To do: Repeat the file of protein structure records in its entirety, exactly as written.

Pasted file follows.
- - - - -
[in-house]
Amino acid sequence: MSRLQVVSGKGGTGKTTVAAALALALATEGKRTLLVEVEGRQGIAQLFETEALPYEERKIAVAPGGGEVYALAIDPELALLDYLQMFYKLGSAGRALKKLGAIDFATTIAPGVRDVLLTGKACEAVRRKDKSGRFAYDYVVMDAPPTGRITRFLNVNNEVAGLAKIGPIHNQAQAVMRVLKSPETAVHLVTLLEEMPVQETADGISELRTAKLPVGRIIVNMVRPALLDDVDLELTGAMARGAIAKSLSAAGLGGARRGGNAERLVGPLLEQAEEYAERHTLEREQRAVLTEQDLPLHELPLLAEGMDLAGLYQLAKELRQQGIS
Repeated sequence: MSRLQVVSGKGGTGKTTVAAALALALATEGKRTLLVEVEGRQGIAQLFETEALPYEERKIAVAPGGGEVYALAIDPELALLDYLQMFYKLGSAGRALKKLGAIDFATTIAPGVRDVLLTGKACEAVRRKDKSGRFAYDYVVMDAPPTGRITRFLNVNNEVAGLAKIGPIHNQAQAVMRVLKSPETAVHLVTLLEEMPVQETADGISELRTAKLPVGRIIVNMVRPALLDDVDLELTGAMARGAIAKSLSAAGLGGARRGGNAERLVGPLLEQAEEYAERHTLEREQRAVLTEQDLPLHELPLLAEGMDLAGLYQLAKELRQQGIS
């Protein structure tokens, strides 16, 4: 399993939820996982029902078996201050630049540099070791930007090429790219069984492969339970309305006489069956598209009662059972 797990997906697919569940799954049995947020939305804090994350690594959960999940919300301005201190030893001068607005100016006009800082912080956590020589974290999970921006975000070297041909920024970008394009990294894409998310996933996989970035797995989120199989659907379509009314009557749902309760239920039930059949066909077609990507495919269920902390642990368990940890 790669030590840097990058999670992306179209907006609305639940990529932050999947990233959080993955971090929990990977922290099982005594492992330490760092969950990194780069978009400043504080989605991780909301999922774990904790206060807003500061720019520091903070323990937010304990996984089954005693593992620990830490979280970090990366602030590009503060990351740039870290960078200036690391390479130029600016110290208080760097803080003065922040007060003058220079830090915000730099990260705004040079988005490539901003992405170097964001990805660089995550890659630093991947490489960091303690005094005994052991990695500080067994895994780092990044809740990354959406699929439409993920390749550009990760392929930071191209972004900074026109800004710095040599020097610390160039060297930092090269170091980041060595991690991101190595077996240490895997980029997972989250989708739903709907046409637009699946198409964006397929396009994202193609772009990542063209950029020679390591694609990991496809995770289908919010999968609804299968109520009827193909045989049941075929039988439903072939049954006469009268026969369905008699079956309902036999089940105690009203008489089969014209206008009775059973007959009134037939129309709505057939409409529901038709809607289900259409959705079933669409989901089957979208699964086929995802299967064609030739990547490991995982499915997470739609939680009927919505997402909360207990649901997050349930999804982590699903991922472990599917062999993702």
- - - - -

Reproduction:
[in-house]
Amino acid sequence: MSRLQVVSGKGGTGKTTVAAALALALATEGKRTLLVEVEGRQGIAQLFETEALPYEERKIAVAPGGGEVYALAIDPELALLDYLQMFYKLGSAGRALKKLGAIDFATTIAPGVRDVLLTGKACEAVRRKDKSGRFAYDYVVMDAPPTGRITRFLNVNNEVAGLAKIGPIHNQAQAVMRVLKSPETAVHLVTLLEEMPVQETADGISELRTAKLPVGRIIVNMVRPALLDDVDLELTGAMARGAIAKSLSAAGLGGARRGGNAERLVGPLLEQAEEYAERHTLEREQRAVLTEQDLPLHELPLLAEGMDLAGLYQLAKELRQQGIS
Repeated sequence: MSRLQVVSGKGGTGKTTVAAALALALATEGKRTLLVEVEGRQGIAQLFETEALPYEERKIAVAPGGGEVYALAIDPELALLDYLQMFYKLGSAGRALKKLGAIDFATTIAPGVRDVLLTGKACEAVRRKDKSGRFAYDYVVMDAPPTGRITRFLNVNNEVAGLAKIGPIHNQAQAVMRVLKSPETAVHLVTLLEEMPVQETADGISELRTAKLPVGRIIVNMVRPALLDDVDLELTGAMARGAIAKSLSAAGLGGARRGGNAERLVGPLLEQAEEYAERHTLEREQRAVLTEQDLPLHELPLLAEGMDLAGLYQLAKELRQQGIS
């Protein structure tokens, strides 16, 4: 399993939820996982029902078996201050630049540099070791930007090429790219069984492969339970309305006489069956598209009662059972 797990997906697919569940799954049995947020939305804090994350690594959960999940919300301005201190030893001068607005100016006009800082912080956590020589974290999970921006975000070297041909920024970008394009990294894409998310996933996989970035797995989120199989659907379509009314009557749902309760239920039930059949066909077609990507495919269920902390642990368990940890 790669030590840097990058999670992306179209907006609305639940990529932050999947990233959080993955971090929990990977922290099982005594492992330490760092969950990194780069978009400043504080989605991780909301999922774990904790206060807003500061720019520091903070323990937010304990996984089954005693593992620990830490979280970090990366602030590009503060990351740039870290960078200036690391390479130029600016110290208080760097803080003065922040007060003058220079830090915000730099990260705004040079988005490539901003992405170097964001990805660089995550890659630093991947490489960091303690005094005994052991990695500080067994895994780092990044809740990354959406699929439409993920390749550009990760392929930071191209972004900074026109800004710095040599020097610390160039060297930092090269170091980041060595991690991101190595077996240490895997980029997972989250989708739903709907046409637009699946198409964006397929396009994202193609772009990542063209950029020679390591694609990991496809995770289908919010999968609804299968109520009827193909045989049941075929039988439903072939049954006469009268026969369905008699079956309902036999089940105690009203008489089969014209206008009775059973007959009134037939129309709505057939409409529901038709809607289900259409959705079933669409989901089957979208699964086929995802299967064609030739990547490991995982499915997470739609939680009927919505997402909360207990649901997050349930999804982590699903991922472990599917062999993702």